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25 Fun And Awesome Facts About North River, Newfoundland And Labrador, Canada

North River is a town on the Avalon Peninsula of Newfoundland in the Canadian province of Newfoundland and Labrador. Take a look below for 25 fun and awesome facts about North River, Newfoundland and Labrador, Canada.

1. The Town of North River is located northwest of Clarke’s Beach, Conception Bay, Newfoundland.

2. The settlement extends along the northwest bank of the river of the same name, and includes Halls Town, located south of what was formerly Fillier’s Bridge, further inland along the river valley.

3. In the early 1600s, colonist John Guy of the Cupids plantation referred to people living in the Clarke’s Beach area, which could have included North River or South River.

4. Permanent settlement, however, most likely started in the mid 1800s.

5. Historically, what is now called North River was known as Northern Gut, while the name North Valley also appears on some maps.

6. North River has traditionally been a fishing and agricultural community.

7. It is probable that Northern Gut and the valley of the North River as far inland as The Pond That Feeds the Brook were early sites of winter houses or summer gardens for fishing communities on the Port de Grave peninsula.

8. Many of the year-round settlers in the North River valley were fishermen of Irish descent who had been employed by English merchants and planters on the Peninsula.

9. Local oral tradition holds that the early Roman Catholic settlers had been driven out of the Peninsula, but it is more likely that by the mid 1800s, the families of the original Irish fishing servants had saved enough money to facilitate a move to the riverside farmlands, where they already cultivated gardens.

10. The census records published in the Journal of the Legislative Council of the Island of Newfoundland for 1833 noted that there were 36 dwelling houses in Northern Gut at that point, with 101 men, 103 women, 27 servants, and 4 fishing boats.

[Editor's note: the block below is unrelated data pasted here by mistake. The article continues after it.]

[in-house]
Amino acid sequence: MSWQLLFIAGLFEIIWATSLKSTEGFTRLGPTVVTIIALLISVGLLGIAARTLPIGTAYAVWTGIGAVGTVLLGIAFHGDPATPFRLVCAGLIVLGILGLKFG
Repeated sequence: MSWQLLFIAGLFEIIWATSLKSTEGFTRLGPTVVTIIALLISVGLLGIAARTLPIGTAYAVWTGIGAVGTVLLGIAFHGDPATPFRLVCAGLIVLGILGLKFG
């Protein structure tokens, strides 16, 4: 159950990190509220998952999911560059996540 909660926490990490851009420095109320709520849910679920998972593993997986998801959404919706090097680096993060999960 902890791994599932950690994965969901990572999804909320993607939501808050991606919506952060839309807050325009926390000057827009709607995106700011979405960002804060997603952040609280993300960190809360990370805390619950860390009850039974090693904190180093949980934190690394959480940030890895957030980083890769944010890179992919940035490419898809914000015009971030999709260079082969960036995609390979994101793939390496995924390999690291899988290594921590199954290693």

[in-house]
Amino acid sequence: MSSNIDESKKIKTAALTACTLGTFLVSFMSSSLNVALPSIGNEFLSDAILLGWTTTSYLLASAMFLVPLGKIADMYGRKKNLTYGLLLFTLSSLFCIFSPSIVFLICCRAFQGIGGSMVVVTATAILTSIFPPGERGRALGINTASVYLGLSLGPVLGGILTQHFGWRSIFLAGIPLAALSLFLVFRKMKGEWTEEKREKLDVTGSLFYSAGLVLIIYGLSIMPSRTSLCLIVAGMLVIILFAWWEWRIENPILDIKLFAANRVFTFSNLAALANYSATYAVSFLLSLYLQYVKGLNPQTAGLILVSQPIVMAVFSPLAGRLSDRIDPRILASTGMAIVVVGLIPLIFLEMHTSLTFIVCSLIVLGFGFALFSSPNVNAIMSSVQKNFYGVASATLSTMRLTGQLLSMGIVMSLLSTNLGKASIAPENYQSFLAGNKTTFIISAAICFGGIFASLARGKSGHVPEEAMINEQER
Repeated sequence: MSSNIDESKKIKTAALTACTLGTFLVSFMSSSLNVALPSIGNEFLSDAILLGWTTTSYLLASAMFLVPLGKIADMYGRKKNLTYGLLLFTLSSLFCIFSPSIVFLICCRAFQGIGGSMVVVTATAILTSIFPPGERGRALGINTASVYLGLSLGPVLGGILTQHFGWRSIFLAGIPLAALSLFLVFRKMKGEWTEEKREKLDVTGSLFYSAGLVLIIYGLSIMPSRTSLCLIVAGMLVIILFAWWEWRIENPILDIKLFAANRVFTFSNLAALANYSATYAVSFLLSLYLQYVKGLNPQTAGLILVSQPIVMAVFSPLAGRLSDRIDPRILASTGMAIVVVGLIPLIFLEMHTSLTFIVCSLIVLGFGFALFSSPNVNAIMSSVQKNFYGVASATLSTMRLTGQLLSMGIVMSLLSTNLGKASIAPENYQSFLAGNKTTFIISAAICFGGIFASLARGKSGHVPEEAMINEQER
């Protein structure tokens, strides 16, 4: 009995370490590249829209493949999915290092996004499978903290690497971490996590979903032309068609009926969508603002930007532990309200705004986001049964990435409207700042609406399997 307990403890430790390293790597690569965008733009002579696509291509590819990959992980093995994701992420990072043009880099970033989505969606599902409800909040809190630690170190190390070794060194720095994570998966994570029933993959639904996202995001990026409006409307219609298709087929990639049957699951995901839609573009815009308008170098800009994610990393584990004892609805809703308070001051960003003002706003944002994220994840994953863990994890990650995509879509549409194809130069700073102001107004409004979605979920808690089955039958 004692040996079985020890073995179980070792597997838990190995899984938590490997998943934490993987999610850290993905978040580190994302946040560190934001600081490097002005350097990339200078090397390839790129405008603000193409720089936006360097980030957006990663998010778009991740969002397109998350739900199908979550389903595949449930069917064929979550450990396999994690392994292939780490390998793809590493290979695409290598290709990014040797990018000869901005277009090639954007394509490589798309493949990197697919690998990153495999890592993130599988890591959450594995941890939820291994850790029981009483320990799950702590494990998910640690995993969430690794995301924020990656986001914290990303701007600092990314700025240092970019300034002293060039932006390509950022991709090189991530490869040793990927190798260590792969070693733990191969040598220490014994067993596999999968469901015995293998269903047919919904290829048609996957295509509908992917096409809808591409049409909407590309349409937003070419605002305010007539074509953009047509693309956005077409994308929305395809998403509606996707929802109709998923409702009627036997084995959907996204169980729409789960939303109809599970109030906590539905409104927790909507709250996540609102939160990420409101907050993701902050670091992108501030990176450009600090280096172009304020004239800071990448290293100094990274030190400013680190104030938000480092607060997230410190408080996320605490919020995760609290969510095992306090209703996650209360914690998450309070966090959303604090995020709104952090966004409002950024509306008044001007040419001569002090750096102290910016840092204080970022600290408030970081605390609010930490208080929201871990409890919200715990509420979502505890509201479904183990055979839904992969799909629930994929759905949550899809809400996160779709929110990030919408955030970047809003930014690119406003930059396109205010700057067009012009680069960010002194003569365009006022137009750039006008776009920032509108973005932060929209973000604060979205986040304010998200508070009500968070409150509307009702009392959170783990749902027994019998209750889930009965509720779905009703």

11. Grave markers in the North River cemetery date back to 1870, but many of the original Irish settlers were buried in the older cemeteries of Bareneed and Port de Grave.

12. Access to North River was originally always by water, but in 1836 a road was built from Northern Gut to Collier’s Bay (today’s Colliers).

13. This road joined up with the road from Collier’s Bay to Holyrood, providing the first land transportation link into Conception Bay North.

14. The local Road Commissioners at the time were Thomas Ridley, Thomas Chancey, John Elson, and John Stark.

15. In the same year, tenders were called for the building of a road northward, stretching from Northern Gut to Riverhead, Harbour Grace.

16. The bridge over North River was completed around the same time, at a cost of £100.

17. In 1839, Joseph Jukes, an English geologist and surveyor for Newfoundland, made a visit to Northern Gut while exploring local slate deposits.

18. Improved roads and an influx of settlers meant that by 1840 there was enough settlement in the Valley to justify the establishment of a Roman Catholic school.

19. By 1857, the combined population of Hall’s Town and North River was 335, with Roman Catholic families clustered at North River. Protestants (most notably the Hall family) settled further inland.

20. While early settlers chose the area for agricultural purposes, a group of later settlers moved into the area as waterfront property at Clarke’s Beach became limited.

21. By the 1860s, residents were combining farming with the Labrador fishery out of Port de Grave and Bay Roberts.

22. Some of the nineteenth century pioneer families moved away to Philadelphia and Boston, but quite a number stayed on.

23. In 1870-1871, the following family names were in North River: Atkins; Brine; Butler; Cooney; Cullen; Cummins; English; Farrell; Hanlin; Hurley; Kavanagh; Lawless; Long; Moore; Morgan; Morrisy; Neville; O’Brien; Power; Ring; Shea; Sinclair; Skean; Swords; and Walsh. They were all listed as fishermen, planters, and farmers.

24. The Labrador fishery, farming, and woods work provided most work for late nineteenth-century residents.

25. The Bell Island mines offered a new type of employment starting in the early 1900s, and in the 1940s many also worked on the construction of the United States base at Argentia.

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